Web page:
Lost In Translation (2003): “For relaxing times, make it Suntory time.”

Lost_in_Translation_posterDirector Sophia Coppola’s second feature film, Lost In Translation (2003) is a story of loneliness, feeling lost, and finding oneself within the context of a foreign ‘other’; whether that is the foreign landscape of Tokyo, or an unknown and unpredictable future. Whilst in Tokyo, jaded movie star, Bob Harris (Bill Murray) is recording an advertisement for a whiskey company, whilst Charlotte (Scarlett Johansson) wanders about, trying to find her purpose whilst her partner works as a photographer. When the two meet, they forge an unlikely bond.

Say what you like about Sofia Coppola, she knows how to create a beautiful-looking film. The Virgin Suicides (1999) is gorgeous, and I’ve also previously waxed lyrical about Marie Antoinette (2006), a visual confection of a film that looks amazing but was a bit light on story for some. Lost In Translation, on the other hand, contains a very nice balance between visual escapism and intriguing story and character development. Bill Murray is as charming as always, and Scarlett Johansson puts in a very memorable performance indeed. But like the rest of Coppola’s films, what I really love about Lost In Translation is its cinematography. And in true Coppola style, it also has an excellent soundtrack.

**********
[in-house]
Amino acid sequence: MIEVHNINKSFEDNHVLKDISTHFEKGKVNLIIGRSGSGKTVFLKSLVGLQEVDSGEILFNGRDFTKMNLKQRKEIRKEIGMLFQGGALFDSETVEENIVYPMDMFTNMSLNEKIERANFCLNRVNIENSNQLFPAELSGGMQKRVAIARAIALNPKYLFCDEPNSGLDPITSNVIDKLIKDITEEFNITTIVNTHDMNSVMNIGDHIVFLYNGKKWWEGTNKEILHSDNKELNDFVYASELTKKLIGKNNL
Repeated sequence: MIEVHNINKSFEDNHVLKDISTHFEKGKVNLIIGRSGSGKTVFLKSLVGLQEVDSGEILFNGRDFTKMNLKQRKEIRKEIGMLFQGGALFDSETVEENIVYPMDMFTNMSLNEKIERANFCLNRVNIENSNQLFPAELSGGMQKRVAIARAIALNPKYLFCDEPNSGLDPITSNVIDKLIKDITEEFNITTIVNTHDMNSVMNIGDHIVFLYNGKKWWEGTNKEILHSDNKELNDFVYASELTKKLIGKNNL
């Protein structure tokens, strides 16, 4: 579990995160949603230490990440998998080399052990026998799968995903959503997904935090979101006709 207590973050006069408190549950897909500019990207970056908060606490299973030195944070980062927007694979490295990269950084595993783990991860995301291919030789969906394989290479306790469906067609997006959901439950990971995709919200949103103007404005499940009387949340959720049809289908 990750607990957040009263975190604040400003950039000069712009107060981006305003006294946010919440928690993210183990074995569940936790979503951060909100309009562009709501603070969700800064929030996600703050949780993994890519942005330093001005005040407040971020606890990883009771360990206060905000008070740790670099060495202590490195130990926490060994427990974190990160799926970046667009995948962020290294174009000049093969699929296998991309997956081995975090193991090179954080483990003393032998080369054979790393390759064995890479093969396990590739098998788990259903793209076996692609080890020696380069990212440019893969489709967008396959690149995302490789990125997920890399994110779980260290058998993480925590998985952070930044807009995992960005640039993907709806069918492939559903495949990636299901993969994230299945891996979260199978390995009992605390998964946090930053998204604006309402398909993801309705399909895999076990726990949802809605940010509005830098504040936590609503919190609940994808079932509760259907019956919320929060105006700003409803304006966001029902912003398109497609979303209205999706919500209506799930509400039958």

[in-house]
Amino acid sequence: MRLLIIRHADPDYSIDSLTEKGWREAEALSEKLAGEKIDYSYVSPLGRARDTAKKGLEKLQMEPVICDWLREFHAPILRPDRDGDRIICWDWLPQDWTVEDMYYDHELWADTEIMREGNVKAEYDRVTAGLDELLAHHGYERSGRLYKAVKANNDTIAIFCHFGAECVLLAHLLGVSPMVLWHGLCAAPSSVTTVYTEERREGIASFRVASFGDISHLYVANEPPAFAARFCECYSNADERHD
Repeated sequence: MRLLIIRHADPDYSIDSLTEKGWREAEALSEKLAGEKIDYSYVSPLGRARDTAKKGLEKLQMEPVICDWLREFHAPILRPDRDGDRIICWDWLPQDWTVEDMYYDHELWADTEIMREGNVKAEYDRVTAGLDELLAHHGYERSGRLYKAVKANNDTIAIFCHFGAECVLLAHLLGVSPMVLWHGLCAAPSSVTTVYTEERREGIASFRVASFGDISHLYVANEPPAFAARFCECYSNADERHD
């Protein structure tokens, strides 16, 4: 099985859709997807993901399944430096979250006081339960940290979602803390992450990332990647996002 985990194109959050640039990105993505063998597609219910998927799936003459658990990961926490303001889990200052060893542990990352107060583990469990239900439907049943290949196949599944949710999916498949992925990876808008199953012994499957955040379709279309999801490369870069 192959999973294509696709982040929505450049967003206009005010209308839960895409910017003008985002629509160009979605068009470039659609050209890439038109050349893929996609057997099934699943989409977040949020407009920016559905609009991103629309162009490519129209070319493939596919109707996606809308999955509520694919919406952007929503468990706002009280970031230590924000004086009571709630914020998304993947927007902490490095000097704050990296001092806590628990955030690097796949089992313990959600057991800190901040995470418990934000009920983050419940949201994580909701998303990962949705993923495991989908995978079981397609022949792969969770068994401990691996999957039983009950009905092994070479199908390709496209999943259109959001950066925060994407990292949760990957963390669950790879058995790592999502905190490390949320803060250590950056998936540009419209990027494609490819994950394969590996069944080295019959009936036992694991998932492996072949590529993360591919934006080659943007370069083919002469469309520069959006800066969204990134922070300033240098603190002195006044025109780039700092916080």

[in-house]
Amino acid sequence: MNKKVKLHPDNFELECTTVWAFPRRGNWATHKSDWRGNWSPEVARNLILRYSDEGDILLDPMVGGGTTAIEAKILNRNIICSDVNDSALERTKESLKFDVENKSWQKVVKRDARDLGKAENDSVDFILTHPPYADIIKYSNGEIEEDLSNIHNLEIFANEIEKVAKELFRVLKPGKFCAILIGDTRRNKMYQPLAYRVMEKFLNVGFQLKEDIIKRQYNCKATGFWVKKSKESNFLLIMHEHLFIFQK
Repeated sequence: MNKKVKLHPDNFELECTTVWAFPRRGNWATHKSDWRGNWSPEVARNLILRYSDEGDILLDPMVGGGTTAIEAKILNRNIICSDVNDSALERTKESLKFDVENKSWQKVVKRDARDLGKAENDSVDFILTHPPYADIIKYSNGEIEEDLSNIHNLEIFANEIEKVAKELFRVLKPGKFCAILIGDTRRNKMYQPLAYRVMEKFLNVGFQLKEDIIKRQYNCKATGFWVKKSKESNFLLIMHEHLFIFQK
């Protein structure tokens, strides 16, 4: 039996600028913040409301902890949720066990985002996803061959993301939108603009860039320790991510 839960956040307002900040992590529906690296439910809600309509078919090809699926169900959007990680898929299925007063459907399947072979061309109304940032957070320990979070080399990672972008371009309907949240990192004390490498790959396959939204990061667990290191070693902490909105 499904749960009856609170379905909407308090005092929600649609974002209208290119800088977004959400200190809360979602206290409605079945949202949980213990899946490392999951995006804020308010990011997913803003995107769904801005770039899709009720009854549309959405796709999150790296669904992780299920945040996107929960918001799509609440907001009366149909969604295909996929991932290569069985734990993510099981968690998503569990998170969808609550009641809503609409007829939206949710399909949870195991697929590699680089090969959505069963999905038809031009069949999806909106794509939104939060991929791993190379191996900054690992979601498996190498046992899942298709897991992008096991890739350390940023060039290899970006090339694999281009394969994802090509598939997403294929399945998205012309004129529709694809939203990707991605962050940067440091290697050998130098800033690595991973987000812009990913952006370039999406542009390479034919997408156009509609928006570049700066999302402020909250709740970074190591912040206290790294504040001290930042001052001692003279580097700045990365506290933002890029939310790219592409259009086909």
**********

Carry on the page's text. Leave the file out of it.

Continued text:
What I most love about the direction and cinematography of Lost In Translation is that it didn’t go for the most obvious way of representing the bright lights of Tokyo on screen. The neon lights of the city could have easily been illustrated in their true, blindingly bright colours, but instead cinematographer Lance Acord opts for a dimmed, muted blue-toned colour scheme that speaks to the way our protagonists feel in the moments of the film. The film is highly introspective, reflecting upon relationships with others and with the world in which one resides. In this way, the muted colours make sense, showing the characters’ interpretation of their surroundings – alienating, confronting, overwhelming?

Here is a selection of my favourite shots from Lost In Translation, mixed up so as not to spoil the general storyline.

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4/5
Watch the trailer here.

8 comments

  1. One of my favourite films and one of the reasons I went to Japan on holiday a couple of years ago 🙂

    You’ve picked some beautiful images!

    1. This film is such great inspiration for travelling throughout Japan! I always fall in love with the place when watching this even though I haven’t ever been before.

  2. Best film ever….

    1. Such a great film. Definitely one of Sofia Coppola’s best!

  3. You have made me weirdly nostalgic for this movie!

    1. Aw! It’s funny because this film makes me feel weirdly nostalgic for Japan, but I’ve never even been before.

  4. Stunning post, makes me want to see it again. Love your use of images.

  5. richardalaba · · Reply

    I loved this film and enjoyed reading your review. Its the kind of film that keeps coming back into your mind over and over. You are welcome to read my take on it at https://richardalaba.wordpress.com/2015/12/22/film-review-lost-in-translation-2010/

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